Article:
The Spotify ‘innovation’ creates a further culture of picking the ‘right’ tracks. Human nature being as it is, and herd instinct coming into play, the idea that we will be exposed to more music is revealed as a fallacy. Groups will congeal towards their own pre-existing tastes and those who share them, much like the blog world where mini worlds of defined and proscribed taste are created and maintained within a closed conversation akin to a group discussion on ‘your favourite shade of blue’ as opposed to ‘your favourite colour’. What lies behind this fracturing is not a natural process of technology allowing culture to mutate into sub cultures but a market driven approach aimed at identifying and hard selling to definable groups with, in many cases, the explicit or implicit rejection of those who do not fit the preconceived conditions for membership. Crucially, this drive is devoid of meaning. Buying the Joy Division T shirt is a shorthand way of saying ‘I am intelligent and outside the mainstream. I am not like normal people. (and here is my £25 to prove it)’. You almost feel sorry for those who fall for it. Almost.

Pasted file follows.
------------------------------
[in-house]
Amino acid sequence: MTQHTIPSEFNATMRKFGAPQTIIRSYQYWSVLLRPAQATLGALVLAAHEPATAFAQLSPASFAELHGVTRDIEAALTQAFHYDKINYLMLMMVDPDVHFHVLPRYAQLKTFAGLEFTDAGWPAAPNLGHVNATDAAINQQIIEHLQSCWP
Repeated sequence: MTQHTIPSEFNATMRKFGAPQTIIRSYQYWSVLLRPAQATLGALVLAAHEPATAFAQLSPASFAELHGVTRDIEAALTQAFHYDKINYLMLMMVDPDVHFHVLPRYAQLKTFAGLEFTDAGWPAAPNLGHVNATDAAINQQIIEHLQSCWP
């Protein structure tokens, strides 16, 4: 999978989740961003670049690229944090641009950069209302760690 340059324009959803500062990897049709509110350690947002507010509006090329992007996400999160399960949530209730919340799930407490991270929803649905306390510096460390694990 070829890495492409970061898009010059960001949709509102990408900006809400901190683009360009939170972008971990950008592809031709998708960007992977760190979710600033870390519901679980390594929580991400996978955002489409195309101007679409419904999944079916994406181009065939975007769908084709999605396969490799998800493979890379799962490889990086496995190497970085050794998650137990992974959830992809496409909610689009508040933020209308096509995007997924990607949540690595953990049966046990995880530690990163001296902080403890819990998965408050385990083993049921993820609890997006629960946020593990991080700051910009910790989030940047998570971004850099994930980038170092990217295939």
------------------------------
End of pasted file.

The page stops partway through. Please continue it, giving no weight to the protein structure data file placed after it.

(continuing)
Thus the culture of ‘like’ continues its seemingly unstoppable march across culture determined to lay waste to all before it who do not opt in to share their favourite (translation – culturally filtered to represent positive qualities about the self) everythings with those they know from well to barely. This reduces music to a brand tag, creates walls between group experiences and fractures knowledge into ever smaller islands of self-interested, and disconnected, groups. For music in general, its very availability and the ability of those to share it with others perversely becomes twisted by the marketing and commercialism behind it. Voyages of discovery are transmuted into declarations of self-image and rendered meaningless for those who saw this as an opportunity to rediscover the communal power of both the form and the concept of ‘word of mouth’. Marketing theory and brand theory take this stream of self and transmute it into ‘approaches’ and ‘strategies’ for sales, ultimately creating ever decreasing and devalued circles as the true meaning of everything is reduced to ‘A LIKES THIS TRACK’ / ‘IF YOU LIKE B THEN LISTEN TO C’, the appearance of freedom and discovery masking the dead hand of control and advertising and potential fans reduced to demographics of age and social placings.